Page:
If you spend a lot of time on ULD matters, you will probably hear mentioned AC 120-85. Although this document is almost 10 years old and is widely used in some circles, there are others who may lack an understanding of its contents and purpose.
AC 120-85 is a 64-page document created by the US FAA (United States Federal Aviation Administration) under the title Air Cargo Operations. Created in response to the US NTSB (United States National Transportation Safety Board) report into the Fine Air 101 crash in 1997, this document is intended to provide guidance to US airlines in establishing their internal operating procedures for all aspects of air cargo operations.
You might well wonder if there is a similar document for passenger operations or for any other aspect of aircraft operations. There may well be but in general, such advisory circulars are only created when the FAA wishes to draw special attention to a particular area of aviation operations.
There are of course, underpinning everything, the general aviation regulations, known in the US as FAR’s and by similar nomenclature in other countries. However such regulations are always extremely generic and, apart from a few major components such as engines, will provide broad high-level requirements for the industry, leaving the airline’s and other parties to create the more detailed operating instructions to control their particular activities.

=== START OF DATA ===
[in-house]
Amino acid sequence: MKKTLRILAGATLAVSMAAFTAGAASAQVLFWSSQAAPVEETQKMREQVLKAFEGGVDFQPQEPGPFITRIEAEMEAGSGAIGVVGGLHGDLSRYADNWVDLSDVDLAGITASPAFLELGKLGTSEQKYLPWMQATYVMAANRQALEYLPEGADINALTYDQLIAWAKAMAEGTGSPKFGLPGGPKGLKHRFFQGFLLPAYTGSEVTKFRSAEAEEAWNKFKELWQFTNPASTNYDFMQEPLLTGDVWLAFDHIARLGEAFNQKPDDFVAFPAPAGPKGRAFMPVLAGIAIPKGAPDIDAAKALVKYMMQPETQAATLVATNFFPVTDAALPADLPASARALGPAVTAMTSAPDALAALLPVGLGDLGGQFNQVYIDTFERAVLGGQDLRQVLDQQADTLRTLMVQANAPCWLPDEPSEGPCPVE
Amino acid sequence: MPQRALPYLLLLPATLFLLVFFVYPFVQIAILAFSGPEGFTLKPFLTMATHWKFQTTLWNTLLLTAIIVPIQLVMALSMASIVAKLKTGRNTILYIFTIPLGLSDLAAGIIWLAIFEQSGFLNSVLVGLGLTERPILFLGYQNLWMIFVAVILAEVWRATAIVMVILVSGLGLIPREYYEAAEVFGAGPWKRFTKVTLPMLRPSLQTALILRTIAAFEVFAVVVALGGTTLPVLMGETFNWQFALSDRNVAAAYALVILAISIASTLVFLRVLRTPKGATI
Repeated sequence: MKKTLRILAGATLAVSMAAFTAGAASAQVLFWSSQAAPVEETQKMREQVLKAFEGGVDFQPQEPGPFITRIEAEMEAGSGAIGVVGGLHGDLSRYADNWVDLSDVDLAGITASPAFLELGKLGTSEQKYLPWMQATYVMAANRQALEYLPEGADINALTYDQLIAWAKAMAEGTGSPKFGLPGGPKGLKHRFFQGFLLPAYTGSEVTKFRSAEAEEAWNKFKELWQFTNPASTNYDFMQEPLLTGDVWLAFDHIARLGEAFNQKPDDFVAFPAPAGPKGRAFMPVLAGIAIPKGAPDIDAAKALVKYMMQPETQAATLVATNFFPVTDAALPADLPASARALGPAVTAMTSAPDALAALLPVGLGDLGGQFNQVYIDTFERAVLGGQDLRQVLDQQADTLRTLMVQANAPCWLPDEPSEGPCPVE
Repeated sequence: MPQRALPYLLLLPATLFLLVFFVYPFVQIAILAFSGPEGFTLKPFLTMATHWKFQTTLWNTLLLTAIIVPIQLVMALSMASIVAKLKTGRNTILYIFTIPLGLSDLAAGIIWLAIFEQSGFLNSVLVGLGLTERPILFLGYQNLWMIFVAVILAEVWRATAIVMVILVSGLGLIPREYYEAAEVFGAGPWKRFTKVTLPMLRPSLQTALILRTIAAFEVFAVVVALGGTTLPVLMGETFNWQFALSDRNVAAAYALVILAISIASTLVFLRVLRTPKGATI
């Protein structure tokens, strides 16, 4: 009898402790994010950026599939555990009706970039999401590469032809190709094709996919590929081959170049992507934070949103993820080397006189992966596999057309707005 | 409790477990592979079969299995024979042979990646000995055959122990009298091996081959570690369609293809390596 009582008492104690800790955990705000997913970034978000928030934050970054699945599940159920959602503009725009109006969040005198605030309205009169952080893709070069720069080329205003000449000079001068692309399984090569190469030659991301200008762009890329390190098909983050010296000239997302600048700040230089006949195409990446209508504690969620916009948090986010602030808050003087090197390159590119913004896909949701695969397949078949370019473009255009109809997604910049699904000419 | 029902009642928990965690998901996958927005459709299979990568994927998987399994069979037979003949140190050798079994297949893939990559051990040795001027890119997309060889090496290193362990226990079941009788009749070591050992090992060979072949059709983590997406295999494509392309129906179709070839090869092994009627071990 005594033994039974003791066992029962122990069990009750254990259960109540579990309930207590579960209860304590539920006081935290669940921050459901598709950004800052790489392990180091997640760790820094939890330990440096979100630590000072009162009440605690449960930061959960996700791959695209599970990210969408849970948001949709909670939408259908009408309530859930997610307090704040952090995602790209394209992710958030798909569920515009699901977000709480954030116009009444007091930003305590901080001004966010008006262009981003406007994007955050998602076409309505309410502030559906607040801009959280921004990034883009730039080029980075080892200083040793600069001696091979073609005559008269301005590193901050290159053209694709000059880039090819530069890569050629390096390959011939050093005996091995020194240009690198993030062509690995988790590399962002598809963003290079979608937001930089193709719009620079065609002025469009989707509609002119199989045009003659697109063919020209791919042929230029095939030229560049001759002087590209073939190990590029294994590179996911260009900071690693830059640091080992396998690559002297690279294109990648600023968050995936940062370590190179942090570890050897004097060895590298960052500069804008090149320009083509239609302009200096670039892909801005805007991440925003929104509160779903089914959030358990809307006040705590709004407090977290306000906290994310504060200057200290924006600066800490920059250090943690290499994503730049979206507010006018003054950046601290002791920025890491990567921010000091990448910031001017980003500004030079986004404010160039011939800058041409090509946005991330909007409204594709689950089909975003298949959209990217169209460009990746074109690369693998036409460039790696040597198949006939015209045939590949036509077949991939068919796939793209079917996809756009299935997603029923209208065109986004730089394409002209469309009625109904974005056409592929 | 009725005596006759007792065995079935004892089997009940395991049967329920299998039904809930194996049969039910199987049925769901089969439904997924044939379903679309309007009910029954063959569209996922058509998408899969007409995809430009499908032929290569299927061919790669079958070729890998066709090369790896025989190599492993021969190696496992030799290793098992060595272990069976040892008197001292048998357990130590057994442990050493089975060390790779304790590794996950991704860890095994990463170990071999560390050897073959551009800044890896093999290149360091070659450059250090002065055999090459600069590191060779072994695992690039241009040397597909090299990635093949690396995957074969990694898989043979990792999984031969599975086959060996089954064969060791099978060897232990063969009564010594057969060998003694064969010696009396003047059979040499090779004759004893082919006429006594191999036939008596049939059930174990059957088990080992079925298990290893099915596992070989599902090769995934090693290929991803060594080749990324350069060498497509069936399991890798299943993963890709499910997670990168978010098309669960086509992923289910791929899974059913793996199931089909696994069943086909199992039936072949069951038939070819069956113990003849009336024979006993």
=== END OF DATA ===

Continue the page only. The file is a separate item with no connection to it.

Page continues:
The introduction to this document (which may be downloaded free of charge from the FAA website at www.faa.gov/documentLibrary/media/Advisory_Circular/120-85.pdf) states that it provides air carriers with recommended procedures for managing air cargo operations. It is not a regulation neither is it the only means by which cargo operations can be carried out. Airlines may consider that they have a superior alternative solution to some or all of the activities listed in the Advisory Circular. On the other hand, it is an extremely useful reference document that anybody responsible for managing cargo operations should use in establishing their own procedures.
AC 120-85 makes a good number of very specific recommendations around ULD, including :
- training of those parties involved in ULD operations including non-airline service providers (vendors) who may be involved in cargo activities
- inspection of ULD for damage before use in the carriage of cargo
- ULD and aircraft compatibility
- checks that an airline should perform when receiving new or second-hand ULD
- maintenance of ULD
- ULD damage limits
- ULD centre of gravity limits
All of these recommendations are critical aspects of ULD operations which must be subject to suitable procedures and controls in any airline.
With this document now almost 10 years old, the FAA has embarked on a 2nd edition. It will contain considerable amount of additional material particularly in regards to handling of special cargo such as large vehicles and will also provide greater requirements where airlines utilize third-party service providers (vendors) to perform cargo buildup and aircraft loading procedures. Although the FAA is a US government body, there has nevertheless been considerable consultation between the FAA and the IATA ULD Panel, with the aim of creating as much alignment as possible between the FAA requirements and the IATA ULD Regulations.
Wherever you may be located and whatever function you may perform, if you have any ULD related activity in your work scope, it would be very beneficial for you to familiarize yourself with the contents of this document and to stay abreast of its future development.